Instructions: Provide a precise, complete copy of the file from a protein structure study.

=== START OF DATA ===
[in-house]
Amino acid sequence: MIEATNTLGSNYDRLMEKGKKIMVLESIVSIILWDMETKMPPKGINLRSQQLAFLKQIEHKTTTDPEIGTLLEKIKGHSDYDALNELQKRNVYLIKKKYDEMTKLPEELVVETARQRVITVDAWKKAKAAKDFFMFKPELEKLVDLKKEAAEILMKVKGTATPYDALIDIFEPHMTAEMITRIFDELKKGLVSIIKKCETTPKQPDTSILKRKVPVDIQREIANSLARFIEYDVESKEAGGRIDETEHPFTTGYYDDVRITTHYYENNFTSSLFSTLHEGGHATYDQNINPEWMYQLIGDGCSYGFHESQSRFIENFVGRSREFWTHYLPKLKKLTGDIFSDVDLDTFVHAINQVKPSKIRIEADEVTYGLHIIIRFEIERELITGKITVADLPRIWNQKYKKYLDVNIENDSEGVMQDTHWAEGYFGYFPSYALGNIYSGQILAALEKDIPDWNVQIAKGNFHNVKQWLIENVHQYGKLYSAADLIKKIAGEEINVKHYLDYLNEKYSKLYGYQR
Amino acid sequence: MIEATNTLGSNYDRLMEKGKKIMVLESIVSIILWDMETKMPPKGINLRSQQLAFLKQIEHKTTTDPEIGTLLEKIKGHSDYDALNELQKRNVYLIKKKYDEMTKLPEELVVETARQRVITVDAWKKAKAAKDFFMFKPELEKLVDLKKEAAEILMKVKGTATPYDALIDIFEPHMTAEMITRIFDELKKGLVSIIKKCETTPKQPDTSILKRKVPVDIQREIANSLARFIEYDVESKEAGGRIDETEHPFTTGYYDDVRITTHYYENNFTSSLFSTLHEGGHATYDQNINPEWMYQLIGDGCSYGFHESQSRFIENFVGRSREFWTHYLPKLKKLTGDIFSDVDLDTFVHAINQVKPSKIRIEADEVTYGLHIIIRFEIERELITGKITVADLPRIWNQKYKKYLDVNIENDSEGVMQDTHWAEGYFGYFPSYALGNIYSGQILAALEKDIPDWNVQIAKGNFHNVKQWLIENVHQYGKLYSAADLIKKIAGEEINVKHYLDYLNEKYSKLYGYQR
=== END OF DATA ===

[in-house]
Amino acid sequence: MIEATNTLGSNYDRLMEKGKKIMVLESIVSIILWDMETKMPPKGINLRSQQLAFLKQIEHKTTTDPEIGTLLEKIKGHSDYDALNELQKRNVYLIKKKYDEMTKLPEELVVETARQRVITVDAWKKAKAAKDFFMFKPELEKLVDLKKEAAEILMKVKGTATPYDALIDIFEPHMTAEMITRIFDELKKGLVSIIKKCETTPKQPDTSILKRKVPVDIQREIANSLARFIEYDVESKEAGGRIDETEHPFTTGYYDDVRITTHYYENNFTSSLFSTLHEGGHATYDQNINPEWMYQLIGDGCSYGFHESQSRFIENFVGRSREFWTHYLPKLKKLTGDIFSDVDLDTFVHAINQVKPSKIRIEADEVTYGLHIIIRFEIERELITGKITVADLPRIWNQKYKKYLDVNIENDSEGVMQDTHWAEGYFGYFPSYALGNIYSGQILAALEKDIPDWNVQIAKGNFHNVKQWLIENVHQYGKLYSAADLIKKIAGEEINVKHYLDYLNEKYSKLYGYQR
Amino acid sequence: MIEATNTLGSNYDRLMEKGKKIMVLESIVSIILWDMETKMPPKGINLRSQQLAFLKQIEHKTTTDPEIGTLLEKIKGHSDYDALNELQKRNVYLIKKKYDEMTKLPEELVVETARQRVITVDAWKKAKAAKDFFMFKPELEKLVDLKKEAAEILMKVKGTATPYDALIDIFEPHMTAEMITRIFDELKKGLVSIIKKCETTPKQPDTSILKRKVPVDIQREIANSLARFIEYDVESKEAGGRIDETEHPFTTGYYDDVRITTHYYENNFTSSLFSTLHEGGHATYDQNINPEWMYQLIGDGCSYGFHESQSRFIENFVGRSREFWTHYLPKLKKLTGDIFSDVDLDTFVHAINQVKPSKIRIEADEVTYGLHIIIRFEIERELITGKITVADLPRIWNQKYKKYLDVNIENDSEGVMQDTHWAEGYFGYFPSYALGNIYSGQILAALEKDIPDWNVQIAKGNFHNVKQWLIENVHQYGKLYSAADLIKKIAGEEINVKHYLDYLNEKYSKLYGYQR